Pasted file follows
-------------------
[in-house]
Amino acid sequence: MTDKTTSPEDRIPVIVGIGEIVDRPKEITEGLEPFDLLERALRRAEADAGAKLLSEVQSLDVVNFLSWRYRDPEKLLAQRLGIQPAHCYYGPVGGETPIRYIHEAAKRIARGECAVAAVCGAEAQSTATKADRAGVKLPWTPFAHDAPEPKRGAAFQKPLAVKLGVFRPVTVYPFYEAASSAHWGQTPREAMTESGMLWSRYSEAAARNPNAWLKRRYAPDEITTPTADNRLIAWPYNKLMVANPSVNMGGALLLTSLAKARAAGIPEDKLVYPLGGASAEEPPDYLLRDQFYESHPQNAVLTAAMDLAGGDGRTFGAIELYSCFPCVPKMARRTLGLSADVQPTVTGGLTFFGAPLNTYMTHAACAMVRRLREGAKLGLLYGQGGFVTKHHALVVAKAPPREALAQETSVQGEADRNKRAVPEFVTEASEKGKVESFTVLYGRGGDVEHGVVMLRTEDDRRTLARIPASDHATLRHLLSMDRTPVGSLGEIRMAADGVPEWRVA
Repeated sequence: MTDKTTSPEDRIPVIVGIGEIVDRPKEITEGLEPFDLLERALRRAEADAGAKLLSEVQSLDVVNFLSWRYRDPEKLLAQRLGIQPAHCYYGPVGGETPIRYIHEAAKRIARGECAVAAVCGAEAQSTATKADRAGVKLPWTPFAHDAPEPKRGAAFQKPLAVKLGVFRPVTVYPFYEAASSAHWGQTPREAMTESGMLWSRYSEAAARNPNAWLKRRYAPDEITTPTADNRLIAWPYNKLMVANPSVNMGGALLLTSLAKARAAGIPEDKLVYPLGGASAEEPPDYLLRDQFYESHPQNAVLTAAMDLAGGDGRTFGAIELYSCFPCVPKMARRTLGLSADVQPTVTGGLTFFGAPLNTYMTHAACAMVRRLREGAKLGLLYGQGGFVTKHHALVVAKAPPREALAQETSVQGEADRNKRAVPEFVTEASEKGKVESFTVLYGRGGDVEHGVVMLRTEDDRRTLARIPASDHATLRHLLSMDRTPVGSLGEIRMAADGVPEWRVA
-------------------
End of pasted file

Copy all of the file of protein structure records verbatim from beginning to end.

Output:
[in-house]
Amino acid sequence: MTDKTTSPEDRIPVIVGIGEIVDRPKEITEGLEPFDLLERALRRAEADAGAKLLSEVQSLDVVNFLSWRYRDPEKLLAQRLGIQPAHCYYGPVGGETPIRYIHEAAKRIARGECAVAAVCGAEAQSTATKADRAGVKLPWTPFAHDAPEPKRGAAFQKPLAVKLGVFRPVTVYPFYEAASSAHWGQTPREAMTESGMLWSRYSEAAARNPNAWLKRRYAPDEITTPTADNRLIAWPYNKLMVANPSVNMGGALLLTSLAKARAAGIPEDKLVYPLGGASAEEPPDYLLRDQFYESHPQNAVLTAAMDLAGGDGRTFGAIELYSCFPCVPKMARRTLGLSADVQPTVTGGLTFFGAPLNTYMTHAACAMVRRLREGAKLGLLYGQGGFVTKHHALVVAKAPPREALAQETSVQGEADRNKRAVPEFVTEASEKGKVESFTVLYGRGGDVEHGVVMLRTEDDRRTLARIPASDHATLRHLLSMDRTPVGSLGEIRMAADGVPEWRVA
Repeated sequence: MTDKTTSPEDRIPVIVGIGEIVDRPKEITEGLEPFDLLERALRRAEADAGAKLLSEVQSLDVVNFLSWRYRDPEKLLAQRLGIQPAHCYYGPVGGETPIRYIHEAAKRIARGECAVAAVCGAEAQSTATKADRAGVKLPWTPFAHDAPEPKRGAAFQKPLAVKLGVFRPVTVYPFYEAASSAHWGQTPREAMTESGMLWSRYSEAAARNPNAWLKRRYAPDEITTPTADNRLIAWPYNKLMVANPSVNMGGALLLTSLAKARAAGIPEDKLVYPLGGASAEEPPDYLLRDQFYESHPQNAVLTAAMDLAGGDGRTFGAIELYSCFPCVPKMARRTLGLSADVQPTVTGGLTFFGAPLNTYMTHAACAMVRRLREGAKLGLLYGQGGFVTKHHALVVAKAPPREALAQETSVQGEADRNKRAVPEFVTEASEKGKVESFTVLYGRGGDVEHGVVMLRTEDDRRTLARIPASDHATLRHLLSMDRTPVGSLGEIRMAADGVPEWRVA